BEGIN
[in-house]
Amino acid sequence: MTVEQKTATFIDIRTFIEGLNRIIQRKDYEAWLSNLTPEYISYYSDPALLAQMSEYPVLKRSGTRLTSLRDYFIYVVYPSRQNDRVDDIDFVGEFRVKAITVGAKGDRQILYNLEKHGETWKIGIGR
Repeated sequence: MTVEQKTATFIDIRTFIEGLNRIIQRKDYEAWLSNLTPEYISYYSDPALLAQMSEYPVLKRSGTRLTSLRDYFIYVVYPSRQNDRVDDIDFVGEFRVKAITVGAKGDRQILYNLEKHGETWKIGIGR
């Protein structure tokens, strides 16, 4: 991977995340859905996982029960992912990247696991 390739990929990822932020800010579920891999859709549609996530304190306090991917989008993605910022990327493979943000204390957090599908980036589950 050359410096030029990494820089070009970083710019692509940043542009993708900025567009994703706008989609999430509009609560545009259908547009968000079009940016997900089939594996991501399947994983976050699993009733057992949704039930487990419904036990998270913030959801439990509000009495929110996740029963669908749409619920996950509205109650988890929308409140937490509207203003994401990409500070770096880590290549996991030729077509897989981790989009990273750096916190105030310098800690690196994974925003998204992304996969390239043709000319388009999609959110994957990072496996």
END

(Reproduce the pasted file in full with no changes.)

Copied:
[in-house]
Amino acid sequence: MTVEQKTATFIDIRTFIEGLNRIIQRKDYEAWLSNLTPEYISYYSDPALLAQMSEYPVLKRSGTRLTSLRDYFIYVVYPSRQNDRVDDIDFVGEFRVKAITVGAKGDRQILYNLEKHGETWKIGIGR
Repeated sequence: MTVEQKTATFIDIRTFIEGLNRIIQRKDYEAWLSNLTPEYISYYSDPALLAQMSEYPVLKRSGTRLTSLRDYFIYVVYPSRQNDRVDDIDFVGEFRVKAITVGAKGDRQILYNLEKHGETWKIGIGR
């Protein structure tokens, strides 16, 4: 991977995340859905996982029960992912990247696991 390739990929990822932020800010579920891999859709549609996530304190306090991917989008993605910022990327493979943000204390957090599908980036589950 050359410096030029990494820089070009970083710019692509940043542009993708900025567009994703706008989609999430509009609560545009259908547009968000079009940016997900089939594996991501399947994983976050699993009733057992949704039930487990419904036990998270913030959801439990509000009495929110996740029963669908749409619920996950509205109650988890929308409140937490509207203003994401990409500070770096880590290549996991030729077509897989981790989009990273750096916190105030310098800690690196994974925003998204992304996969390239043709000319388009999609959110994957990072496996």